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|Oracle Solaris Trusted Extensions Configuration and Administration Oracle Solaris 11 Express 11/10|
On headless systems, a console is connected by means of a serial line to a terminal emulator window. The line is typically secured by the tip command. Depending on what type of second system is available, you can use one of the following methods to configure a headless system. The methods are listed from more secure to less secure in the following table. These instructions also apply to remote systems.
Note - Consult your security policy to determine which methods of remote administration are permissible at your site.
As in the Oracle Solaris OS, root can log in remotely from a labeled system when the CONSOLE entry is disabled.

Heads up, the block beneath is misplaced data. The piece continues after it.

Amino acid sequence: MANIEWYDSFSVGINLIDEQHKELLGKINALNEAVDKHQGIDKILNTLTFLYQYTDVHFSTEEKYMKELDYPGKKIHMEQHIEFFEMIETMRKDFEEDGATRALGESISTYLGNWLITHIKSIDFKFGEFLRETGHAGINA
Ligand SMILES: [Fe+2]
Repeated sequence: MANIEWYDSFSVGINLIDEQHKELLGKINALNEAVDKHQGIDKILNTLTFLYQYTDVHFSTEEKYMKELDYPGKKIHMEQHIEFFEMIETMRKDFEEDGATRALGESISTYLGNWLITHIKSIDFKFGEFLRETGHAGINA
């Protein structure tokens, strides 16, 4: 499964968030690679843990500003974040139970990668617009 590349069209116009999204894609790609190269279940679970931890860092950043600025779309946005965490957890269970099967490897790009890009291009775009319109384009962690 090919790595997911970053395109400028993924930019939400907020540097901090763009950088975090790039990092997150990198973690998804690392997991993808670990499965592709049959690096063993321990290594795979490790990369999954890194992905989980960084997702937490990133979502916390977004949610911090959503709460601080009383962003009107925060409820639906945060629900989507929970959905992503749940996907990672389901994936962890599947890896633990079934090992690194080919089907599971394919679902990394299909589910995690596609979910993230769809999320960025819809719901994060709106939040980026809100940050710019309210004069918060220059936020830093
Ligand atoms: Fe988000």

If you plan to administer a remote system by editing local files, use this procedure.
# vi /etc/default/login
The edited line appears similar to the following:
Modify the /etc/ssh/sshd_config file. By default, ssh is enabled on an Oracle Solaris system.
# vi /etc/ssh/sshd_config
The edited line appears similar to the following:
To log in as the root user from an unlabeled system, you must also complete Enable Remote Login From an Unlabeled System.
To enable remote login by a role, continue with Enable Remote Login by a Role in Trusted Extensions.
Follow this procedure only if you must administer a headless system by using the rlogin or ssh command.
Configuration errors can be debugged remotely.
If you are using local files to administer the remote system, you have completed Enable Remote Login by root User in Trusted Extensions. Then, as the root user, perform this task on both systems.
The desktop system and the headless system must identify each other as using the identical security template. For the procedure, see How to Assign a Security Template to a Host or a Group of Hosts.
To assign a temporary label, see Example 6-1.
The names and IDs must be identical, and the role must be assigned to the user on both systems. To create users and roles, see Creating Roles and Users in Trusted Extensions.
# cp /etc/pam.conf /etc/pam.conf.orig
# vi /etc/pam.conf